12. 12. GREEK ARCHITECTURE HISTORY OF ARCHITECTURE I 24-09-2012 PHASES OF DEVELOPMENT Hellenic Age, 480-325 B.C. The Hellenic Period is the "classic" period of Greek culture. In this period of the conquests of Alexander the Great, Greece enjoyed a cultural flowering and economic prosperity. Drama, philosophy and sculpture all began or underwent significant refinement in this period. Cities now dominated politics, society and economy. More refined and elegant buildings emphasizing grandeur and luxury. A notable achievement is the rise in architecture of the Doric, Ionic and Corinthian columns. Eg. Citadel of Alexandria.
  13. 13. GREEK ARCHITECTURE HISTORY OF ARCHITECTURE I 24-09-2012 PHASES OF DEVELOPMENT Hellenistic Age, 323-146 B.C. The Greeks continued to build temples, but they also began to build vast urban plans and large complexes. They built many more theaters, and also gymnasia and, because this was a time with a lot of fighting, also a lot of forts were built. Ornate buildings. Rather than manipulating space, building plans conformed to the natural setting. Pergamon is a characteristic example of Hellenistic architecture, starting from a simple fortress located on the Acropolis, as a colossal architectural complex.
  14. 14. TYPOLOGY GREEK ARCHITECTURE HISTORY OF ARCHITECTURE I 24-09-2012 Palaces Most known to us are the palaces of Minoan Crete, the Mycenaean palaces of Peloponnese, and the Macedonian Palaces of northern Greece. As Greek society developed to be democratic during Classical times, there was no need to build palaces for the leaders. Greek Temple The Acropolis of Athens Greek Theater Central place of formal gatherings in ancient Greece. Not only did the structure serve as the stage for Tragedies and Comedies, but it also provided a forum for poetry and musical events. Greek Stadiums Athletic events provided the opportunity for all the city-states of Greece to gather and to strengthen their common bonds through competition.
  15. 15. PLAN FORMS GREEK ARCHITECTURE HISTORY OF ARCHITECTURE I 24-09-2012 Temples Celebrated life on earth rather than afterlife Shrines for gods Depositories of civic and religious treasure.
  16. 16. ELEMENTS GREEK ARCHITECTURE HISTORY OF ARCHITECTURE I 24-09-2012 1. Tympanum : semi-circular or triangular decorative wall surface over an entrance. It often contains sculpture or other imagery or ornaments. 2. Acroterium : architectural ornament placed on a flat base called the acroter, and mounted at the apex of the pediment of a building in the Classical style. 3. Sima : upturned edge of a roof which acts as a gutter and runs around all four sides of a building. 4. Cornice : horizontal decorative moulding that crowns any building. The function of the projecting cornice is to throw rainwater free of the buildings walls. 7. Frieze : is the wide central section part of an entablature and may be decorated with bas-reliefs. 8. Triglyph : is an architectural term for the vertically channelled tablets of the Doric frieze. 9. Metopes : The rectangular recessed spaces between the triglyphs on a Doric frieze.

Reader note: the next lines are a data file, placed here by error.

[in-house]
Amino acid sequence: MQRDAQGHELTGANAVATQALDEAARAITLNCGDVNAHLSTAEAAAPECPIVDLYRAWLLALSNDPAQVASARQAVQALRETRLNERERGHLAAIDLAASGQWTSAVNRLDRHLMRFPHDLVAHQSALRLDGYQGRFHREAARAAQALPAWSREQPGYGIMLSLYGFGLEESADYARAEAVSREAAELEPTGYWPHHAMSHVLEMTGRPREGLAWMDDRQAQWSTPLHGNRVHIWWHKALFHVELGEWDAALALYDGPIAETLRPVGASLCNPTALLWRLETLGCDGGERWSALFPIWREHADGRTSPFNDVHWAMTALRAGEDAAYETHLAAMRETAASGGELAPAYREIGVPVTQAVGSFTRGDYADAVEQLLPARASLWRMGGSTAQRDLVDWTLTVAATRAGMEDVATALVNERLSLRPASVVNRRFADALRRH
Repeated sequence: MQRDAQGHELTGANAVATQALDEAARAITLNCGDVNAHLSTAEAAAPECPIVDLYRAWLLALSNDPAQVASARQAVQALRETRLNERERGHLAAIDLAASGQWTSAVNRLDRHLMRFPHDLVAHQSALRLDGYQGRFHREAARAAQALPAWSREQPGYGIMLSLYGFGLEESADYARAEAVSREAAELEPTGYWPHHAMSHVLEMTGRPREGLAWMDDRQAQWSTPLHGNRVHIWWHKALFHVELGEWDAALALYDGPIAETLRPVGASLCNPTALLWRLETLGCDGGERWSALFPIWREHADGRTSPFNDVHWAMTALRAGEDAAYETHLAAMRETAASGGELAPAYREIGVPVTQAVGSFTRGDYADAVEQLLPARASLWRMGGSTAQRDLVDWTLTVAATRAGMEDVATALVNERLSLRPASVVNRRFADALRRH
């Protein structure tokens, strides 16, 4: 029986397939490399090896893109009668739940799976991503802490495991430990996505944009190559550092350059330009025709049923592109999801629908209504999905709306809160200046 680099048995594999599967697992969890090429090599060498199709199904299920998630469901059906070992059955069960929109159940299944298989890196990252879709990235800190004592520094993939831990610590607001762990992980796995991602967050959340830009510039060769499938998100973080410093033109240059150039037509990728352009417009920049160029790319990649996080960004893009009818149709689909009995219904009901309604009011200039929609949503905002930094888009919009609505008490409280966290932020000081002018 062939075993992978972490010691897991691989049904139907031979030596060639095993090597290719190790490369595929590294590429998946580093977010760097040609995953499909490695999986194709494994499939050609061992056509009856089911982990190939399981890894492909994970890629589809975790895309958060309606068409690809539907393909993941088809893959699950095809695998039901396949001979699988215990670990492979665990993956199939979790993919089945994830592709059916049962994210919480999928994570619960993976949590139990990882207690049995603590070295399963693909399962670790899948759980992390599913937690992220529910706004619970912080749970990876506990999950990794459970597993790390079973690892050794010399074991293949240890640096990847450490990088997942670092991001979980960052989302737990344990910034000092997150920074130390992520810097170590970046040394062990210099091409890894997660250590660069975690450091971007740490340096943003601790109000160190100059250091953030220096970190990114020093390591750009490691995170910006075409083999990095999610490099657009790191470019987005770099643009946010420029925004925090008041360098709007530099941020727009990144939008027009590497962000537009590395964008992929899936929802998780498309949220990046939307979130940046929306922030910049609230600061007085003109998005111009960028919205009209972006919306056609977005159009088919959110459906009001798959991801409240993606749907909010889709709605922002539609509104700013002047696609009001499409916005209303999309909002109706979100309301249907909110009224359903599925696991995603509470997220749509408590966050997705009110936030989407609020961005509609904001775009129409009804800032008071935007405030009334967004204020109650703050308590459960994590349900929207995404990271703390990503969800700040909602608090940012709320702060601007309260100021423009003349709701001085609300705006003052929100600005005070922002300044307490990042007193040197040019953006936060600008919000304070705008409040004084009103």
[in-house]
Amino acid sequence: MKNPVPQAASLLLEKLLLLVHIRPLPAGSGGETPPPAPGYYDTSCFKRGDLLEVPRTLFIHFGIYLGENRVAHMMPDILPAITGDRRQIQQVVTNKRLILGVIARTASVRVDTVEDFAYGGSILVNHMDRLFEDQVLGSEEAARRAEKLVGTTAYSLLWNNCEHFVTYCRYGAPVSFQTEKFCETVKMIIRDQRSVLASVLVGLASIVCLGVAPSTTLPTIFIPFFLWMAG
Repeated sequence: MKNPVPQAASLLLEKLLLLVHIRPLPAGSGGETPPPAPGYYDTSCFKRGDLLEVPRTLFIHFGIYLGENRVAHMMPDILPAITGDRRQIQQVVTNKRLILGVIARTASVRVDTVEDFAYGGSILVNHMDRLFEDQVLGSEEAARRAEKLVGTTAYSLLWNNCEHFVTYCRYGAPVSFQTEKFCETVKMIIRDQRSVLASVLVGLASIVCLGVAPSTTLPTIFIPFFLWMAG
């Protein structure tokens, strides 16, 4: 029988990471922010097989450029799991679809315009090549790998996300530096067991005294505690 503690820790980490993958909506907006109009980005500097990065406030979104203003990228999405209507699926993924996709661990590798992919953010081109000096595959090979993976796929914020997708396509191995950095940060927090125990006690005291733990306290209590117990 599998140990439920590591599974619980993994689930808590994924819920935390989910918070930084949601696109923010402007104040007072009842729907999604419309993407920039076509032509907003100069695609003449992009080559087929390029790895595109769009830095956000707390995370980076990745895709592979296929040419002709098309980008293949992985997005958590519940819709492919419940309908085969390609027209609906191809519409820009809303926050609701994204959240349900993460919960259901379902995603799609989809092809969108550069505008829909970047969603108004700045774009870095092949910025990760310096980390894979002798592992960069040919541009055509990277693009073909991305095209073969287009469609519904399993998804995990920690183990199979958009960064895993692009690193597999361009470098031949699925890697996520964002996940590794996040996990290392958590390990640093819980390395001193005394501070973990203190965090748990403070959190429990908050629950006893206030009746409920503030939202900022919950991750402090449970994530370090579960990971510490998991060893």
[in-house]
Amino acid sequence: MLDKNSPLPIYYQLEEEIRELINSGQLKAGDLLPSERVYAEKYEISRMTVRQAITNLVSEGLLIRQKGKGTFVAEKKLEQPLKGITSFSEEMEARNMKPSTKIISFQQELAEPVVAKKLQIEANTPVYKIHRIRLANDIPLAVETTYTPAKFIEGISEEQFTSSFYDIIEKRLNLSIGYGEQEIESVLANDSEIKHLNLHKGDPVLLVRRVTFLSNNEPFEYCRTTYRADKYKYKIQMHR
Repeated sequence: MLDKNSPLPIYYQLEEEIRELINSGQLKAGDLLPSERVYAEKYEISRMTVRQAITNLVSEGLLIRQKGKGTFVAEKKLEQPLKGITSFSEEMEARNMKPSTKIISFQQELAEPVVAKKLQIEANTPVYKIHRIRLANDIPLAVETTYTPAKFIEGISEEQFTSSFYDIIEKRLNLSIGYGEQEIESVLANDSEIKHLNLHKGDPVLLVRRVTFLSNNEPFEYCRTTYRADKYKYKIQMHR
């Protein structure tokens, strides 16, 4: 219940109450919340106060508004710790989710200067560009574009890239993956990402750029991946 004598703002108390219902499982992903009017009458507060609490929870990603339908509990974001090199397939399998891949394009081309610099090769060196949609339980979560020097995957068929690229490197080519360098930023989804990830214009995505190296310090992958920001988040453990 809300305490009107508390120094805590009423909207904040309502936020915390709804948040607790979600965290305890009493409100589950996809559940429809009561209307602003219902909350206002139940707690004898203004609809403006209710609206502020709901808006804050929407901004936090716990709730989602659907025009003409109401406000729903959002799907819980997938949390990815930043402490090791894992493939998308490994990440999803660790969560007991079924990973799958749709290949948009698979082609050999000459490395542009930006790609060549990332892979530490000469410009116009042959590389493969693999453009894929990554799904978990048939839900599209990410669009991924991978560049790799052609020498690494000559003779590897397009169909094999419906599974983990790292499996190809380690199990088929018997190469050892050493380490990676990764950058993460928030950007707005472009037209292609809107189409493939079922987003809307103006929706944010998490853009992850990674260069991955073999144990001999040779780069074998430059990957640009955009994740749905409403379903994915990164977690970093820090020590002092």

17. 17. ELEMENTS GREEK ARCHITECTURE HISTORY OF ARCHITECTURE I 24-09-2012 11. Gutta : is a small water-repelling, cone-shaped projection used in the architrave of the Doric order. 12. Taenia : "band" or "ribbon", is the Latin word for a small "fillet" molding near the top of the architrave in a Doric column. 13. Architrave : also called an epistyle; is the lintel or beam that rests on the capitals of the columns. 14. Capital : forms the topmost member of a column (or pilaster). It mediates between the column and the load thrusting down upon it, broadening the area of the column's supporting surface. 15. Abacus : is a flat slab forming the uppermost member of the capital of a column. Its chief function is to provide a large supporting surface to receive the weight of the arch or the architrave above.
  18. 18. ELEMENTS GREEK ARCHITECTURE HISTORY OF ARCHITECTURE I 24-09-2012 17. Column or pillar : is an structural element that transmits, through compression, the weight of the structure above to other structural elements below in, other word column is a compression member. 18. Fluting : refers to the shallow grooves running vertically along a surface. 19. Stylobate : a continuous base supporting a row of columns in classical Greek architecture. Entablature : refers to the superstructure of mouldings and bands which lie horizontally above columns, resting on their capitals. Entablatures are commonly divided into the architrave , the frieze and the cornice.
  19. 19. ORDERS GREEK ARCHITECTURE HISTORY OF ARCHITECTURE I 24-09-2012 Ionic feminine, light, delicate and elegant. Corinthian grandiose Doric masculine, serious, and dignified In classical architecture, the parts of a building that stand in fixed and constant relation to each other; distinguishable by the capital. The top of the columns are a square block. Under the block is a rounded piece. The columns are thick. The base is a square block. The Ionic capital looks like a scroll. The Ionic column is skinnier. The base has a rounded and a square section. Corinthian columns were the most decorative. The capitals were carved to look like leaves. The columns were the thinnest.
  20. 20. ORDERS GREEK ARCHITECTURE HISTORY OF ARCHITECTURE I 24-09-2012 a. Doric Order b. Ionic Order c. Corinthian Order
  21. 21. ORDERS GREEK ARCHITECTURE HISTORY OF ARCHITECTURE I 24-09-2012
  22. 22. EXAMPLES Acropolis & the Temple of Parthenon. Epidaurus Theatre. Stoa. GREEK ARCHITECTURE HISTORY OF ARCHITECTURE I 24-09-2012